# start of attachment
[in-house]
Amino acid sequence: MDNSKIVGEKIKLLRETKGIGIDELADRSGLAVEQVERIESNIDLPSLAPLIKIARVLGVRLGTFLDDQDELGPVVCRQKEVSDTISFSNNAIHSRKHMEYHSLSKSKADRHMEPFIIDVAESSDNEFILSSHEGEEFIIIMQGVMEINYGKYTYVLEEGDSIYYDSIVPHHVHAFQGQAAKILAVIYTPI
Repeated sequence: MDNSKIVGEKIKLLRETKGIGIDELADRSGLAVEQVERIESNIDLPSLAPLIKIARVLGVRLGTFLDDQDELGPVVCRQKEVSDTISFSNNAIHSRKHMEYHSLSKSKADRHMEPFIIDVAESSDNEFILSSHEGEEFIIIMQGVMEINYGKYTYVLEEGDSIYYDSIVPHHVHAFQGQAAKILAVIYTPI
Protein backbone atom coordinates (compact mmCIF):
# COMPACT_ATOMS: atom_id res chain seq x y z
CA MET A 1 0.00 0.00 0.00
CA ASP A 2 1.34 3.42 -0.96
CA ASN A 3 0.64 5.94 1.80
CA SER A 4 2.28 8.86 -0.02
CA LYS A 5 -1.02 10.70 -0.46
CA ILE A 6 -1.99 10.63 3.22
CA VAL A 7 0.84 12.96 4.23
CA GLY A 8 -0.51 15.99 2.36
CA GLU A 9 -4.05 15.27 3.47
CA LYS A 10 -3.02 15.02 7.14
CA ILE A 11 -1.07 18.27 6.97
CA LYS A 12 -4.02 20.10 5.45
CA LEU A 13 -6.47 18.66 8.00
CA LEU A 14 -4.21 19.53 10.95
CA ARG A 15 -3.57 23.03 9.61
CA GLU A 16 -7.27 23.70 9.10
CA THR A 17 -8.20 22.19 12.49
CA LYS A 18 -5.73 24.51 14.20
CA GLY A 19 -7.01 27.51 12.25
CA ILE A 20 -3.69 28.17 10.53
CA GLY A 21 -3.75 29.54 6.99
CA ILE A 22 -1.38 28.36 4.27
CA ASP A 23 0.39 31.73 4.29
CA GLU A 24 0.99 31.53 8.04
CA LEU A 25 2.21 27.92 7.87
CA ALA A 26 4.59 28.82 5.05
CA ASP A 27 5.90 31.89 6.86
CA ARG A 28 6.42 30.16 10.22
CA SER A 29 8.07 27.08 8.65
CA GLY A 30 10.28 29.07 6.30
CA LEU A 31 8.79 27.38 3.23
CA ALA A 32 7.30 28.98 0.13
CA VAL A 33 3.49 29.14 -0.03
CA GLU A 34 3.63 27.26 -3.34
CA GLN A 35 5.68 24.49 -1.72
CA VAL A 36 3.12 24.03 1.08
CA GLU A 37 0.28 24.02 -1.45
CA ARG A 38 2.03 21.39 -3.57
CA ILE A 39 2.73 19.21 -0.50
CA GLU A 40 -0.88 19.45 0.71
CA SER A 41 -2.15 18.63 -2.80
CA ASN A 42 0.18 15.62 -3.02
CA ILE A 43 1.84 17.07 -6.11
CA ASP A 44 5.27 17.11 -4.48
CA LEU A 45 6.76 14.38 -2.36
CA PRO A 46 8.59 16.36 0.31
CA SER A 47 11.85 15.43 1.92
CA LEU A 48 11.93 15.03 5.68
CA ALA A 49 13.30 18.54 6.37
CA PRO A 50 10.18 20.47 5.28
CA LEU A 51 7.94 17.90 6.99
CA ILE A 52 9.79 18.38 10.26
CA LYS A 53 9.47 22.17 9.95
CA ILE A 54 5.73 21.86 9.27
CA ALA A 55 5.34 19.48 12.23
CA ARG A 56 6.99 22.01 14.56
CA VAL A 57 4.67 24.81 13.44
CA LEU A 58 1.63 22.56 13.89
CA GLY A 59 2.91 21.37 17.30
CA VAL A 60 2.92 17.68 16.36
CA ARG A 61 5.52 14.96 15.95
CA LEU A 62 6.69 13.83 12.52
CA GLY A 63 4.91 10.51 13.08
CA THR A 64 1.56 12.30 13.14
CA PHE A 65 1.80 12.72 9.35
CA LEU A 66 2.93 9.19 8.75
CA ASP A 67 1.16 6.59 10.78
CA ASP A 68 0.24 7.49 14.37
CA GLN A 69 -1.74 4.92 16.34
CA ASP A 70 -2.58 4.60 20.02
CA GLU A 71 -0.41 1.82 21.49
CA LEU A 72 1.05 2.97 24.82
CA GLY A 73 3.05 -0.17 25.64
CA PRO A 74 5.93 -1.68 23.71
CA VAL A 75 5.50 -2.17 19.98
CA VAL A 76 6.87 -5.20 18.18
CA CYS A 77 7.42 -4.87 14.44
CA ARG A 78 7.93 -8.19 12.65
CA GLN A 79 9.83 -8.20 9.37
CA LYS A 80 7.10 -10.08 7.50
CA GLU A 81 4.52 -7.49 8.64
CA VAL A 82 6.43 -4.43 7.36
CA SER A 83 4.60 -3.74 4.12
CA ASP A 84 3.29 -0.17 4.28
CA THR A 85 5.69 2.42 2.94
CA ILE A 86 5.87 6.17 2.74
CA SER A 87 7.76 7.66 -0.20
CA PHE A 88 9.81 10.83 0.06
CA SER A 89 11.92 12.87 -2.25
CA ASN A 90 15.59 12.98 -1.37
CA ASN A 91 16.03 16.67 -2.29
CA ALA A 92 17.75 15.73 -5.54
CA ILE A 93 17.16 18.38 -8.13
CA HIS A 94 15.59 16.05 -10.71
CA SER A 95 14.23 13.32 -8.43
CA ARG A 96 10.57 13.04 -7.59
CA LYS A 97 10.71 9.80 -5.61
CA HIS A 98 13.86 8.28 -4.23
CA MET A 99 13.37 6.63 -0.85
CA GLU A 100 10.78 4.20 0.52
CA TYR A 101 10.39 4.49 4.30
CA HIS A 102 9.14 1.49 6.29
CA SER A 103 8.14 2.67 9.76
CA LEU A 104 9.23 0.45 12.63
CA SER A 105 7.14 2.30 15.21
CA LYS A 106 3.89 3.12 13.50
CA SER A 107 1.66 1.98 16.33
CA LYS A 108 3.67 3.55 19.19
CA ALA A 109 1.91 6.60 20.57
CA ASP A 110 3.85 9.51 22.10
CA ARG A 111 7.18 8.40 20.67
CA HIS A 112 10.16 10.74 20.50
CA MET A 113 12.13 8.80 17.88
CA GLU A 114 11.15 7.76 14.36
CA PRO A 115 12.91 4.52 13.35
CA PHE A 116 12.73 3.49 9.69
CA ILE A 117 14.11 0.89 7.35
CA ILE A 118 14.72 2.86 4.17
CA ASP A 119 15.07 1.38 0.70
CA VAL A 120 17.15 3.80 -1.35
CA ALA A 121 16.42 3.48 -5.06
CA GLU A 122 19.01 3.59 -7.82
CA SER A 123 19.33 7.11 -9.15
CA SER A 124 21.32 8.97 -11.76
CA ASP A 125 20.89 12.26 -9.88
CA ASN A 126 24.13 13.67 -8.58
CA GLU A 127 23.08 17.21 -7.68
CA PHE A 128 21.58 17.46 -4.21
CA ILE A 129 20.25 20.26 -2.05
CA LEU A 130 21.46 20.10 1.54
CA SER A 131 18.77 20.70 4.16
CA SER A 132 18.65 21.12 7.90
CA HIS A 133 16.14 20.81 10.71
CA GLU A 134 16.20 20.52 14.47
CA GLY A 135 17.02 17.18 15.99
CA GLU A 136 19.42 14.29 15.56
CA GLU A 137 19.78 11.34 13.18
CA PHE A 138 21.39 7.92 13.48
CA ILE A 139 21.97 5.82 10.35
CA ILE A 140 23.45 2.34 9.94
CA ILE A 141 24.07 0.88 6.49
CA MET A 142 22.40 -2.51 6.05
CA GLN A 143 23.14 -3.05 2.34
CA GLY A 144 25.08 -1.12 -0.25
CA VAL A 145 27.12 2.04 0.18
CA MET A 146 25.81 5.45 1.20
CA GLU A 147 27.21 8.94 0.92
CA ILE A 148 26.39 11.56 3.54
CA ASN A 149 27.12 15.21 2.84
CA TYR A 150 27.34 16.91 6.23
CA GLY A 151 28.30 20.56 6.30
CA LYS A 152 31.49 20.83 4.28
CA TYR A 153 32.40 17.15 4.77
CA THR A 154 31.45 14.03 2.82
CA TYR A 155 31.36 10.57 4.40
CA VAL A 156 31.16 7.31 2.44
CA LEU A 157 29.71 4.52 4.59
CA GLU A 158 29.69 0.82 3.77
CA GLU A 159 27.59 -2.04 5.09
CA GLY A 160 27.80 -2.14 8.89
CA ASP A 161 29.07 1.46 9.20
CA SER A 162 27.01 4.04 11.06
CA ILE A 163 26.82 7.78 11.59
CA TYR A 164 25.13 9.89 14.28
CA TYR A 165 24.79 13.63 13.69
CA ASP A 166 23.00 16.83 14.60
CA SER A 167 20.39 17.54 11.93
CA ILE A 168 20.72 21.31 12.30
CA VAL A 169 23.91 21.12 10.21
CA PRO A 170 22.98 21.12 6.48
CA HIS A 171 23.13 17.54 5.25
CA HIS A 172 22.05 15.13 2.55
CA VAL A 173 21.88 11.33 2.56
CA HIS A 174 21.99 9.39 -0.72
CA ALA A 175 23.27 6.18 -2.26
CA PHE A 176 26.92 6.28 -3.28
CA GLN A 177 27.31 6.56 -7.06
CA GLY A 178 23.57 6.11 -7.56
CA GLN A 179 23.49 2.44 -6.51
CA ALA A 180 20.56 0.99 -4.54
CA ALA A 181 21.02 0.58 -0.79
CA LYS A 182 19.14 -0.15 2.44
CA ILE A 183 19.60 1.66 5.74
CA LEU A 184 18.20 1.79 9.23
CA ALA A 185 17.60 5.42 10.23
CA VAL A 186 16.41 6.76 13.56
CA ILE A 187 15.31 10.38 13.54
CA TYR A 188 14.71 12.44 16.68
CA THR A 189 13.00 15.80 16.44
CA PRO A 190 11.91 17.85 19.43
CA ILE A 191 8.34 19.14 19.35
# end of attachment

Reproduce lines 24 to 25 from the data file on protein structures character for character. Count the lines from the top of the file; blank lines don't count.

CA GLY A 19 -7.01 27.51 12.25
CA ILE A 20 -3.69 28.17 10.53